CHARLESTON, W.Va. -- Marijuana is a topic of discussion that can cause turmoil amongst people. Some believe it shouldn't be used at all, while others believe it should be legal to use whenever and however they want to.
It's surprisingly hard to find out whether marijuana ultimately helps or hurts people, unless the effects are experienced firsthand. There are many resources on the Internet, but a lot of articles and "facts" are biased towards one view or the other. One site I found to be extremely informative and credible is that of the National Institute on Drug Abuse.
The main ingredient in marijuana is the chemical delta-9-tetrahydrocannabinol, or THC for short. It averaged a nearly 15 percent concentration in marijuana confiscated by police in 2012 (as opposed to around 4 percent in the '80s).
When smoked, THC travels from the lungs to the bloodstream quickly and that carries it around the body, including to the brain and other organs. Marijuana can be served in food or mixed with hot drinks, but it takes a lot longer to take effect that way.
THC targets the brain cells, specifically the cannabinoid receptors that are already activated on a normal basis. Most of these receptors are found in areas of the brain that control concentration, memory, sensory and time perception, thinking, coordinated movement and pleasure. It excessively activates the receptors, which causes the high that is commonly associated with marijuana.
However, THC is not the only ingredient in marijuana; there are more than 400 other active chemicals. This is dangerous because a lot of the chemicals are unidentifiable, so it is unknown how they can affect the human body.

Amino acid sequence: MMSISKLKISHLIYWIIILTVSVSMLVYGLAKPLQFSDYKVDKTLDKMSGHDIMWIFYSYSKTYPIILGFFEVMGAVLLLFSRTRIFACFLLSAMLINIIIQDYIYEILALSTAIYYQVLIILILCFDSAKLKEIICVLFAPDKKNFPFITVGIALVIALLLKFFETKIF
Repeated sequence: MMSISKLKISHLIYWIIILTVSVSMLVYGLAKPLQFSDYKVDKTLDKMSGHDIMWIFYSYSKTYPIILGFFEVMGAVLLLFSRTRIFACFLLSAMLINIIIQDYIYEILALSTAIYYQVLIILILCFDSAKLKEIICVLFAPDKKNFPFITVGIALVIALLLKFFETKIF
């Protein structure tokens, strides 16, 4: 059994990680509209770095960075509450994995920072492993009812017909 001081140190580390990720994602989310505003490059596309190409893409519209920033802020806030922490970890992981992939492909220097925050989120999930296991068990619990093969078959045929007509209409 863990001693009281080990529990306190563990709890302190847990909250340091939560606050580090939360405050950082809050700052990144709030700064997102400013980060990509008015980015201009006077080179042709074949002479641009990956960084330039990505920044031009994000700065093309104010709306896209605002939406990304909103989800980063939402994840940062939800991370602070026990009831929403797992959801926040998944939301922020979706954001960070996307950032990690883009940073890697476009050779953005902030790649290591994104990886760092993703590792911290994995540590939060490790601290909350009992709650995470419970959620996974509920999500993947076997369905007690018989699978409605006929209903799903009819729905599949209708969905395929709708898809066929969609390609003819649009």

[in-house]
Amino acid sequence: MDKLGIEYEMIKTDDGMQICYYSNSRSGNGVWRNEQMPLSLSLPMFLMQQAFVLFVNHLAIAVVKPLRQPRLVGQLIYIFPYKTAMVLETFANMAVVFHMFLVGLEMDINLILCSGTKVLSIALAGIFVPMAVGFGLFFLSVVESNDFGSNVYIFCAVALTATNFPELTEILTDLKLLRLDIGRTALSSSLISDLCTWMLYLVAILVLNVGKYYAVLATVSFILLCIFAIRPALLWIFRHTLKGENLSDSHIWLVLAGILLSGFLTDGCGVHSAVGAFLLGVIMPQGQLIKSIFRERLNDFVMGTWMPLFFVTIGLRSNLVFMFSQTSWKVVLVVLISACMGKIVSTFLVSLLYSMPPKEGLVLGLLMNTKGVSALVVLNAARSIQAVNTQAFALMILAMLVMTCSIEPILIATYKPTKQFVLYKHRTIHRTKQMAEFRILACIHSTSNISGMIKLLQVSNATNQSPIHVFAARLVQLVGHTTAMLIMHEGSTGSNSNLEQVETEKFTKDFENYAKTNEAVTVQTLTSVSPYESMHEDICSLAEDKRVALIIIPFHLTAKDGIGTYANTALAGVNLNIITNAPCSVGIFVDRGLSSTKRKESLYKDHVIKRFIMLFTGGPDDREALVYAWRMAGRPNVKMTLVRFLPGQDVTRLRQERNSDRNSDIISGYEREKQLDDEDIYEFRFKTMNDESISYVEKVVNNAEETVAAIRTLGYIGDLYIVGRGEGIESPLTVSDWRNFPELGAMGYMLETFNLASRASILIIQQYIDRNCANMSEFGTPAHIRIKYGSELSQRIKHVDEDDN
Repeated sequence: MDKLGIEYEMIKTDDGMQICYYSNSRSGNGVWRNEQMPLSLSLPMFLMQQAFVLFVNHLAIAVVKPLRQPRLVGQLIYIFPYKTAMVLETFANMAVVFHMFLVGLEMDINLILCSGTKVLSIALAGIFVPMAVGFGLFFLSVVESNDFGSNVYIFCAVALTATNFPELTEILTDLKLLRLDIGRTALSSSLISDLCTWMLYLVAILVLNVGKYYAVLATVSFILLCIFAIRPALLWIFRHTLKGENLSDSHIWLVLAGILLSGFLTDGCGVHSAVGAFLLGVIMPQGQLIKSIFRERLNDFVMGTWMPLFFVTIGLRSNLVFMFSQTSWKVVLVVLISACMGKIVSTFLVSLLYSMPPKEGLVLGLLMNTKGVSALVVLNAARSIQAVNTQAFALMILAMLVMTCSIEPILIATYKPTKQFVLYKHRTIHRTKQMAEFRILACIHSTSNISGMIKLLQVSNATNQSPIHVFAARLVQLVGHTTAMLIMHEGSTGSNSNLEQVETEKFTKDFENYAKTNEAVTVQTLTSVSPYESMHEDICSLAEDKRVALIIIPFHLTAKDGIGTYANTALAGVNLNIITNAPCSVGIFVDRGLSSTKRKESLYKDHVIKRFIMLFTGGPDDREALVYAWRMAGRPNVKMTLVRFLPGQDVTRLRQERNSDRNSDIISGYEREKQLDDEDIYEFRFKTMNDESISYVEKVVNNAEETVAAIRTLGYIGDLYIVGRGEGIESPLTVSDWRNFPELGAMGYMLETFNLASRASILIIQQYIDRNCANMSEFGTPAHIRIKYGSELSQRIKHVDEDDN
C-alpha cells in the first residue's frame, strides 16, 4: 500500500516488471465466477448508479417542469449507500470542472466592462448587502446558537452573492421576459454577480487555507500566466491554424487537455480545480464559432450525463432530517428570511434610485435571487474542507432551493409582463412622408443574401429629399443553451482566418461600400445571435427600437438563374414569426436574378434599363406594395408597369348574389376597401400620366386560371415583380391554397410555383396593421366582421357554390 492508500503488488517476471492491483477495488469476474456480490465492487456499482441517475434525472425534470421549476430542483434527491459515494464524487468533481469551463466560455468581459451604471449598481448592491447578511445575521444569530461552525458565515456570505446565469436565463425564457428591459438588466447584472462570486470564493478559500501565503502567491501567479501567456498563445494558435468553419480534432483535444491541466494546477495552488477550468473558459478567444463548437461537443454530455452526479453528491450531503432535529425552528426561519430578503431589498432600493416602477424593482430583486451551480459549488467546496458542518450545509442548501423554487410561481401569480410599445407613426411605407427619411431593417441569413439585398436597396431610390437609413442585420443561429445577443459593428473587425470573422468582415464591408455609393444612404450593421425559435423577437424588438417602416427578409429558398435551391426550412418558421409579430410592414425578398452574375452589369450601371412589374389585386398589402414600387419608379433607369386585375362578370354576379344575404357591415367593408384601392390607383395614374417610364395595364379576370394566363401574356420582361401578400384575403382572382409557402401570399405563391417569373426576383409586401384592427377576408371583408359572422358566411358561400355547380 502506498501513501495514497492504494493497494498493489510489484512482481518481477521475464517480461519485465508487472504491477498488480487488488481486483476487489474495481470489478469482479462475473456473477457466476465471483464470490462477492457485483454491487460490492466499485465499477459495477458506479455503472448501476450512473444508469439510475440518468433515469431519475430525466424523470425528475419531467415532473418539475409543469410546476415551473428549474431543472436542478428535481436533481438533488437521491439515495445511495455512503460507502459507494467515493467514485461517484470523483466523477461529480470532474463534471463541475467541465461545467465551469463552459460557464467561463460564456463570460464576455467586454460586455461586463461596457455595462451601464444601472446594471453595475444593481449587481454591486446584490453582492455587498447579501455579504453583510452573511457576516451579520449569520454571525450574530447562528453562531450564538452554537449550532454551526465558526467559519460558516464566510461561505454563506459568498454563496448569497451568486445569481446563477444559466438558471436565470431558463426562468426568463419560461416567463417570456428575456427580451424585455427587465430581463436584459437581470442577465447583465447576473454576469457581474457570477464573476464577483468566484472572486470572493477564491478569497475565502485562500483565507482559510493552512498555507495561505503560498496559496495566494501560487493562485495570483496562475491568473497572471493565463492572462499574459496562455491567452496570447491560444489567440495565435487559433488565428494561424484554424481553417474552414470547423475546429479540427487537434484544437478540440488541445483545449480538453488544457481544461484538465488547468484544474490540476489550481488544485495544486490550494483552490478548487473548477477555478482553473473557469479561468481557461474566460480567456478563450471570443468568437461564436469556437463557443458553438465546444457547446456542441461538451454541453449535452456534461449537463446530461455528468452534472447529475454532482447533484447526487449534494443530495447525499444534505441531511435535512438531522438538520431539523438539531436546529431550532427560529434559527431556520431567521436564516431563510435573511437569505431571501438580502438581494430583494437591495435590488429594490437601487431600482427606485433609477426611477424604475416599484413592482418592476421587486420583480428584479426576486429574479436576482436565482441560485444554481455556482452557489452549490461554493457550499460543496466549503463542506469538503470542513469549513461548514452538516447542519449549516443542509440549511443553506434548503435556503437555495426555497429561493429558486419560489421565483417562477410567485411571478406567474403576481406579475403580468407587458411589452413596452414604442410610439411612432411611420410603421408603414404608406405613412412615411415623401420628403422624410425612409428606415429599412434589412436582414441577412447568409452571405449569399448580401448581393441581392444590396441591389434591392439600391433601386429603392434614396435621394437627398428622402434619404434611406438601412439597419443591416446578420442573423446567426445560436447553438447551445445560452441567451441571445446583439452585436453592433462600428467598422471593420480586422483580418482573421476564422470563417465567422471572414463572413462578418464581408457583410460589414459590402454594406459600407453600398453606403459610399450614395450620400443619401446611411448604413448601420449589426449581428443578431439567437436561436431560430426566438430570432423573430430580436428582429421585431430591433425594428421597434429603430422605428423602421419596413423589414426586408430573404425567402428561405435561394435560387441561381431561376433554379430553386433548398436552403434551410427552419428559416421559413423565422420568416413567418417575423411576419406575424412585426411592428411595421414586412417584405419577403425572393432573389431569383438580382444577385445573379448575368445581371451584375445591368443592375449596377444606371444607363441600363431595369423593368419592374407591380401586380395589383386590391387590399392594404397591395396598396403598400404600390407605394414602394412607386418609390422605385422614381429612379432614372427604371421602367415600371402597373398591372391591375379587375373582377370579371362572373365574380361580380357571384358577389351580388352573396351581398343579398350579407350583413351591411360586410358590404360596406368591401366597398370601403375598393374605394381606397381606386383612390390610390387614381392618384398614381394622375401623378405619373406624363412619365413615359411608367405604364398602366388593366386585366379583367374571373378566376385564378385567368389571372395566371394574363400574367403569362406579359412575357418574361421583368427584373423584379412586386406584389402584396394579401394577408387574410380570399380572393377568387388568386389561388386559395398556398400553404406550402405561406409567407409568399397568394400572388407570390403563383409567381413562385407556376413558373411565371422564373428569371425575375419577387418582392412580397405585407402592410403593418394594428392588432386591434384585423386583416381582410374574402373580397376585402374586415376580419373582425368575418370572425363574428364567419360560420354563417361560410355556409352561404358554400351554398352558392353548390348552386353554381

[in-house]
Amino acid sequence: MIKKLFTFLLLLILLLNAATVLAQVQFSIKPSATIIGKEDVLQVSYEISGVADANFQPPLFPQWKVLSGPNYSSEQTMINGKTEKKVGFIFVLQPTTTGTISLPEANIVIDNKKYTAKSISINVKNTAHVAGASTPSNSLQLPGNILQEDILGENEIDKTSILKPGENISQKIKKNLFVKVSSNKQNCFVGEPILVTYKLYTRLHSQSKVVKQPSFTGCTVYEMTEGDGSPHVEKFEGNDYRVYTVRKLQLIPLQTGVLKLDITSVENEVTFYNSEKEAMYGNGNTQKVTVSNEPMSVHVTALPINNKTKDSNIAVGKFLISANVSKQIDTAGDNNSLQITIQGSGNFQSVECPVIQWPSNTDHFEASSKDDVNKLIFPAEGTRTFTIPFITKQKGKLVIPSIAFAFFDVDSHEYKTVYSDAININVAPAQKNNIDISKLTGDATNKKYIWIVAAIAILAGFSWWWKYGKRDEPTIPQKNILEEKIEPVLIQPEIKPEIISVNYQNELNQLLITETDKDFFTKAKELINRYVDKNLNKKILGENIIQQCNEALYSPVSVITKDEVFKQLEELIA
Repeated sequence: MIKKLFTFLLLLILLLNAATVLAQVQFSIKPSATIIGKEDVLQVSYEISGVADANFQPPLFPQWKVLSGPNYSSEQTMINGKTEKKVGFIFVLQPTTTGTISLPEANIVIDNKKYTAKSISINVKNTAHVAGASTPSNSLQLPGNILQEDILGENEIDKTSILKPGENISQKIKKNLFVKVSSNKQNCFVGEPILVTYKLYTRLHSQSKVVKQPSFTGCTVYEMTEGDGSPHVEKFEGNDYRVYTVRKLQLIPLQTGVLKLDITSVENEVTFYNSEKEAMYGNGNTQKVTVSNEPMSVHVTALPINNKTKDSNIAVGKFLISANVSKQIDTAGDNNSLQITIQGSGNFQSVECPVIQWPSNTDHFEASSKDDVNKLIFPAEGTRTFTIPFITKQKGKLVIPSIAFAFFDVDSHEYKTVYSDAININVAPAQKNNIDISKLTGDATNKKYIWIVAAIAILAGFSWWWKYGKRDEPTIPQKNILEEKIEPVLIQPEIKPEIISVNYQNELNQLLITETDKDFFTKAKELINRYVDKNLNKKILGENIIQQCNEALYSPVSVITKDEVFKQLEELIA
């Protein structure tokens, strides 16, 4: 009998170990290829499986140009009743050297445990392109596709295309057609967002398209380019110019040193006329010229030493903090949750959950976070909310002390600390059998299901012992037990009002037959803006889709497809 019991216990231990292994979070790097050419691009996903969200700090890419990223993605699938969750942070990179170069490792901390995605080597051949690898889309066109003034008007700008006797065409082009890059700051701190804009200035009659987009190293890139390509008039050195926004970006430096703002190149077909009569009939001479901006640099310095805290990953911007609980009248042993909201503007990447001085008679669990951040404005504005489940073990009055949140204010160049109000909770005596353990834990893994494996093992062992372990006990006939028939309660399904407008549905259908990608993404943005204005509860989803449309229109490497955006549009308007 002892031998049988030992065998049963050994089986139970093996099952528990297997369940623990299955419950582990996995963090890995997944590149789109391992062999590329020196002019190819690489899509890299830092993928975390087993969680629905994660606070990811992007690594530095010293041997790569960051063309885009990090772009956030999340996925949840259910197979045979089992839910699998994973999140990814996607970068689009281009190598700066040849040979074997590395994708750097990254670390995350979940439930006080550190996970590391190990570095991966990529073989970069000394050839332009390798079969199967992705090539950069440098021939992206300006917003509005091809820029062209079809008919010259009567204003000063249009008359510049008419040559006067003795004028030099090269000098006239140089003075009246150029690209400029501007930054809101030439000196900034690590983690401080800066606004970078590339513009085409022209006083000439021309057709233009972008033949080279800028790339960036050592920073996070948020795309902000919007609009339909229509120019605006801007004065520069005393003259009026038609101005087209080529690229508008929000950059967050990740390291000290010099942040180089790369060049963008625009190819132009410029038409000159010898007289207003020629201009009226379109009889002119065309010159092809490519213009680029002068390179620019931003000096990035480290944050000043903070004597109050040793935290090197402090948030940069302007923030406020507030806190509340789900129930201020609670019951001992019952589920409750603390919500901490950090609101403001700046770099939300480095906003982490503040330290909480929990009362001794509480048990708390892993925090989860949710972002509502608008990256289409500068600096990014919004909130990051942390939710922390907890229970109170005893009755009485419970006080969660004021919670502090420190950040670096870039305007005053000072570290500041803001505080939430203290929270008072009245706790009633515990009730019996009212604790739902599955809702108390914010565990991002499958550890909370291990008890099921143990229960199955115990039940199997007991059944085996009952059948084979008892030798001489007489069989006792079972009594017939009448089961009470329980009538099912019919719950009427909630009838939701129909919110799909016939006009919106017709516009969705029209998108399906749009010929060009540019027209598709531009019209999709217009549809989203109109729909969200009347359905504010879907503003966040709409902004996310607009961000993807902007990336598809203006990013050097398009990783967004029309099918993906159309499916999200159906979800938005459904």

Research has clearly shown that marijuana can cause problems in a person's daily life. Many heavy users report less satisfaction in life, worse health and more interpersonal relationship problems than peers from similar backgrounds.
Additionally, research has shown that chronic use leads to memory loss, even after the drug is stopped. Plus, it increases the risk of a heart attack, especially in the first hour after smoking it, because it raises the heart rate and causes heart palpitations and arrhythmias.
Finally, marijuana has proven to be addictive, despite what most people believe. Approximately 9 percent of marijuana users have reported being addicted, as well as having trouble functioning without it. The probability is even higher -- about 17 percent -- in people who start at a young age, and daily users are the most at risk, with anywhere from 25 to 50 percent becoming overly dependent on the drug. Withdrawal has even been reported, with symptoms such as loss of appetite, irritability, anxiety and sleeplessness.
Hundreds of thousands of people want marijuana legalized for medical purposes, including the treatment of cancer, symptoms of HIV or AIDS and anxiety. The Food and Drug Administration, however, has not been able to collect enough evidence to support its legalization, like whether the benefits are sufficient enough to overshadow the possible -- and very alarming -- problems marijuana might cause.
Though some states have already legalized marijuana, after gathering this information, I don't think it's in our state's best interest to do so. It would be wise to wait for further examination by the FDA and for them to come to a conclusion on whether or not marijuana is safe for medical, or even casual, use.